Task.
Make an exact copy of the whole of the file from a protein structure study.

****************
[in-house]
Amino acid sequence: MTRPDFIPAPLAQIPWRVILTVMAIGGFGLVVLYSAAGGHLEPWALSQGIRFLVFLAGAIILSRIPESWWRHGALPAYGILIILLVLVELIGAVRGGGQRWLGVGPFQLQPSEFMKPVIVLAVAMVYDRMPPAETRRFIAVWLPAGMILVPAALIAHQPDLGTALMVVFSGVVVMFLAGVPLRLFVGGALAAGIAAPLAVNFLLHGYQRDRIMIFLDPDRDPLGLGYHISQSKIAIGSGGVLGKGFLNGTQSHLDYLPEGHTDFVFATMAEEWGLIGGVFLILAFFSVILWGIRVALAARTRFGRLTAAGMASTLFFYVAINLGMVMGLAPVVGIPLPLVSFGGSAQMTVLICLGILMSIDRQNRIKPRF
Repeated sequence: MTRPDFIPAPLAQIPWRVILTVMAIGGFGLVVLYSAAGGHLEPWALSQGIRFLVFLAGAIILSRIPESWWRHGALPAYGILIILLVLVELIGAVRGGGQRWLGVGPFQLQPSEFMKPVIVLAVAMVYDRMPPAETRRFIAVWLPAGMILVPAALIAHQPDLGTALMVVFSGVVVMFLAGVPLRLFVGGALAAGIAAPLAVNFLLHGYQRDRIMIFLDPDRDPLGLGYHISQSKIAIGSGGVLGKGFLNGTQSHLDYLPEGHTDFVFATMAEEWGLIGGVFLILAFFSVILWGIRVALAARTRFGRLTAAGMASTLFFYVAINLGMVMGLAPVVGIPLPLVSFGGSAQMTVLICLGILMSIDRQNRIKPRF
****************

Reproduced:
[in-house]
Amino acid sequence: MTRPDFIPAPLAQIPWRVILTVMAIGGFGLVVLYSAAGGHLEPWALSQGIRFLVFLAGAIILSRIPESWWRHGALPAYGILIILLVLVELIGAVRGGGQRWLGVGPFQLQPSEFMKPVIVLAVAMVYDRMPPAETRRFIAVWLPAGMILVPAALIAHQPDLGTALMVVFSGVVVMFLAGVPLRLFVGGALAAGIAAPLAVNFLLHGYQRDRIMIFLDPDRDPLGLGYHISQSKIAIGSGGVLGKGFLNGTQSHLDYLPEGHTDFVFATMAEEWGLIGGVFLILAFFSVILWGIRVALAARTRFGRLTAAGMASTLFFYVAINLGMVMGLAPVVGIPLPLVSFGGSAQMTVLICLGILMSIDRQNRIKPRF
Repeated sequence: MTRPDFIPAPLAQIPWRVILTVMAIGGFGLVVLYSAAGGHLEPWALSQGIRFLVFLAGAIILSRIPESWWRHGALPAYGILIILLVLVELIGAVRGGGQRWLGVGPFQLQPSEFMKPVIVLAVAMVYDRMPPAETRRFIAVWLPAGMILVPAALIAHQPDLGTALMVVFSGVVVMFLAGVPLRLFVGGALAAGIAAPLAVNFLLHGYQRDRIMIFLDPDRDPLGLGYHISQSKIAIGSGGVLGKGFLNGTQSHLDYLPEGHTDFVFATMAEEWGLIGGVFLILAFFSVILWGIRVALAARTRFGRLTAAGMASTLFFYVAINLGMVMGLAPVVGIPLPLVSFGGSAQMTVLICLGILMSIDRQNRIKPRF